What I have discovered about working with other teachers at our school is this: they are so receptive! They love stretching their thinking, challenging their knowledge, building their skills and trying new things. But what I have also discovered is that this is what healthy learning looks like! Lifelong learners SEEK challenges, they DESIRE change and they YEARN for new skills, new thinking, new knowledge. Our staff are a rather fantastic bunch, but I have a feeling that I would find this same kind of attitude in most schools with most teachers. And I think that I would find it in most classrooms with most children.

Learning is a gift. It is one that just keeps on giving and giving if we are prepared to keep unwrapping it!

Wednesday, May 23, 2012

Authentic Learning Journeys

Today the Westpac Helicopter came to visit our school. There was a lovely moment when I got to watch 800+ jaws dropping as the beautiful sight of the chopper arriving caused true awe to register on every face.

Most of them have seen a helicopter in real life. Most of them have seen this one on TV. But NONE of them have ever stood 20m away from the Westpac as it hovers above their school field and then 'drops in' for a visit!

Our senior school are looking at how we can make a difference in the lives of other New Zealanders in a real, measurable way. One of our staff members was rushed to hospital 2 years ago by this very helicopter and a great team of medical experts who assessed him, kept him calm and delivered him safely to hospital quickly. He, fortunately, made a full recovery and his suspected broken spine turned out to be a major concussion with no further side-effects.

So the senior children have context. Real life in their backyard. They are learning about the costs and complications associated with running a rescue helicopter team. They are learning about the different times that the team have saved lives, when the simple act of waiting an extra half an hour for the ambulance could mean the difference between life and death - and often it has. They are learning about what the word 'charity' LOOKS like - not just what it means by definition, but how it really looks in a real-life context.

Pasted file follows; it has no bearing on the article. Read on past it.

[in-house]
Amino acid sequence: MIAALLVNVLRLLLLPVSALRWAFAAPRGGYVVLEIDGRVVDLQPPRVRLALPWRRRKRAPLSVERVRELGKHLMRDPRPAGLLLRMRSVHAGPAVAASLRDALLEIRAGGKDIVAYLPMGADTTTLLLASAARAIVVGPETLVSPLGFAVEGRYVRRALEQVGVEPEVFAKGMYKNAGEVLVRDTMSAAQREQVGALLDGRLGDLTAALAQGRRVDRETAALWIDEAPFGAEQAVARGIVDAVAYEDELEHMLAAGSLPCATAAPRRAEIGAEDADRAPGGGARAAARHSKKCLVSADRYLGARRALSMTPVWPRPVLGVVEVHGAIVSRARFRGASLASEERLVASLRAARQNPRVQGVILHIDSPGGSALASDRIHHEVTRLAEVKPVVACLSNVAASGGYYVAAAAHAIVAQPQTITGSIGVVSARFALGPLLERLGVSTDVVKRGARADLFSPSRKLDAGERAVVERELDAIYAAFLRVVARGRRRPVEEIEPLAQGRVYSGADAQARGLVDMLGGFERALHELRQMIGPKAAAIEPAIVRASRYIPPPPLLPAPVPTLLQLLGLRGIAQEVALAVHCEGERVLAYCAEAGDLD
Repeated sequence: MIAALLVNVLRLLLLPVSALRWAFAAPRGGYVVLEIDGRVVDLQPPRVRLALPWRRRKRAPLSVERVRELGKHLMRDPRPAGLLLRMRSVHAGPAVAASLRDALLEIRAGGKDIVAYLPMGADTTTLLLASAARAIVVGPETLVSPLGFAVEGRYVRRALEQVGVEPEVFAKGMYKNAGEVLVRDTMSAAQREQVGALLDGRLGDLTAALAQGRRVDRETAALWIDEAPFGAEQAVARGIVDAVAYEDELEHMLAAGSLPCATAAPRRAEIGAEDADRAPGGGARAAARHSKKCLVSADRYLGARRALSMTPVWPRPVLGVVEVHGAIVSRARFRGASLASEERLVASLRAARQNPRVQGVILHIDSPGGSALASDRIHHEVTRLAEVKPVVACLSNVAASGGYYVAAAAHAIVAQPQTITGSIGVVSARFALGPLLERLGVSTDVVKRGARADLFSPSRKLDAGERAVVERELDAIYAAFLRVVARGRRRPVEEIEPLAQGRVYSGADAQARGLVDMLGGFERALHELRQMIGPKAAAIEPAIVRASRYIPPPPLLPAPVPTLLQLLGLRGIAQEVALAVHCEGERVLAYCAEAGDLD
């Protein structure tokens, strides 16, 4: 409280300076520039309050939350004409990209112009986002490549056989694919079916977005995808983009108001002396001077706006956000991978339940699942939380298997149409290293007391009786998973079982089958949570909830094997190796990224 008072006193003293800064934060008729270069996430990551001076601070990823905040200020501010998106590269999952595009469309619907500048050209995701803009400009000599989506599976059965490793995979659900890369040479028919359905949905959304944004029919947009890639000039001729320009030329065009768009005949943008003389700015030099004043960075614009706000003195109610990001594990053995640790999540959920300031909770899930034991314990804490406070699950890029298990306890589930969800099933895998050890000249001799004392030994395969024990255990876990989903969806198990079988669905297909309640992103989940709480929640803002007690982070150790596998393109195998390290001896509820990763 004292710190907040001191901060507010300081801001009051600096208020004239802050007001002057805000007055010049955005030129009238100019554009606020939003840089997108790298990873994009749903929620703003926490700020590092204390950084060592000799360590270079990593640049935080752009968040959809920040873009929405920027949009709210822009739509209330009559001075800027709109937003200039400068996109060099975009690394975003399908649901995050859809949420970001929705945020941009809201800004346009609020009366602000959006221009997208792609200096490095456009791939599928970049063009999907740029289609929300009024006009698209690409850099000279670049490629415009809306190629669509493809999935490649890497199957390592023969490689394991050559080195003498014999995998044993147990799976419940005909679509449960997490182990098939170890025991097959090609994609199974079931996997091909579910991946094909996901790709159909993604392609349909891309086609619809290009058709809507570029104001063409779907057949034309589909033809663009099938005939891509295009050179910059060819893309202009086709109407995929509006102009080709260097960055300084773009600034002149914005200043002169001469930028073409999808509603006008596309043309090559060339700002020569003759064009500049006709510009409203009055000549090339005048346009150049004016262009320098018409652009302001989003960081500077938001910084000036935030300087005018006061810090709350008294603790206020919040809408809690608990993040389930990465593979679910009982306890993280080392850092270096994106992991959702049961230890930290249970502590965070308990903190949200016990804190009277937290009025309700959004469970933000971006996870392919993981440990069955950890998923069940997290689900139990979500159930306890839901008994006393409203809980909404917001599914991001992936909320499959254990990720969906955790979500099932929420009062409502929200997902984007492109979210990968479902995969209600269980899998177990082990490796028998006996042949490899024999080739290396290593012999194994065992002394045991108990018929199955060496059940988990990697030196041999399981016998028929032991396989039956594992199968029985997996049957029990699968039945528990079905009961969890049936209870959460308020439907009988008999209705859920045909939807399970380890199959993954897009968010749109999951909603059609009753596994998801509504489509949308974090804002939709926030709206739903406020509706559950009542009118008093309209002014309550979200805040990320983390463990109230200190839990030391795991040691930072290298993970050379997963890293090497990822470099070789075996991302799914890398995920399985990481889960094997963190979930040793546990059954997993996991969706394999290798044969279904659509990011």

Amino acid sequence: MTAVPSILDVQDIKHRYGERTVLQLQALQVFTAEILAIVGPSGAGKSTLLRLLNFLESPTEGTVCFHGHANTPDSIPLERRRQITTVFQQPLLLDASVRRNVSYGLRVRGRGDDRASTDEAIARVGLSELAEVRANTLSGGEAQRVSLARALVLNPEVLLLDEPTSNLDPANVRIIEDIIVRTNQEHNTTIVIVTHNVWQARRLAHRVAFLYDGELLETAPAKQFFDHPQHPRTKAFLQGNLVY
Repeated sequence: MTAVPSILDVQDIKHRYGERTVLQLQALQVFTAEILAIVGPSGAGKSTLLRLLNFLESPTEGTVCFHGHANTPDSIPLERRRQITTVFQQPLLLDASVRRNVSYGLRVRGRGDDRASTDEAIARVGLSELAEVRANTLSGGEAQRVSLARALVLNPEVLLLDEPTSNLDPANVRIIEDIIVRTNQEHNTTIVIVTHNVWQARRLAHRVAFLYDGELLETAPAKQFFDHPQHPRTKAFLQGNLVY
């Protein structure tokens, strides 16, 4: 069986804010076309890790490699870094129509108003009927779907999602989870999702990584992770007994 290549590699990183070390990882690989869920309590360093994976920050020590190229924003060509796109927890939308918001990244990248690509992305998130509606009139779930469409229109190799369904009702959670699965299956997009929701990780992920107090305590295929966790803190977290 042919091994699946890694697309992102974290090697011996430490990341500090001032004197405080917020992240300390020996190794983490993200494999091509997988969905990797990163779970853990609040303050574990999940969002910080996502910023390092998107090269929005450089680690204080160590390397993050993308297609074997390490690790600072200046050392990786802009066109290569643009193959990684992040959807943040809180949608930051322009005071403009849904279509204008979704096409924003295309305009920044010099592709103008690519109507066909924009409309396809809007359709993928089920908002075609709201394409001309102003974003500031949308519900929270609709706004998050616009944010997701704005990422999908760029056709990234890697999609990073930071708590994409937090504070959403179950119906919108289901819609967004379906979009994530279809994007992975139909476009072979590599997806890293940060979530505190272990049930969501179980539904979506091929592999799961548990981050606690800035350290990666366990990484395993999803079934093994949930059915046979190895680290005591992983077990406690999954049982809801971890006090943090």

They are also working all year to raise funds which can go towards a new winch for the helicopter. They decided that they wanted their fundraising to go towards an object that was essential to the chopper and also something that they could look at and say, "Hey, we raised money to buy that winch!" every time they saw the chopper.

Skype Buddies

Tomorrow we will be hooking up via Skype with our buddies in Pennsylvania, U.S.A to compare and contrast our lives, likes and school-life. From the comparisons of our classrooms through to the sports we play and the interests that we have, we will be interviewing one another to find out what we have in common and what differences there are.

For my class, hearing American accents will probably roll over their heads without them even realising there is anything different. My students spend their lives watching American TV programmes so there is nothing strange about hearing that accent at all. But for the students from Pennsylvania, our cute wee Kiwi accents may prove rather interesting!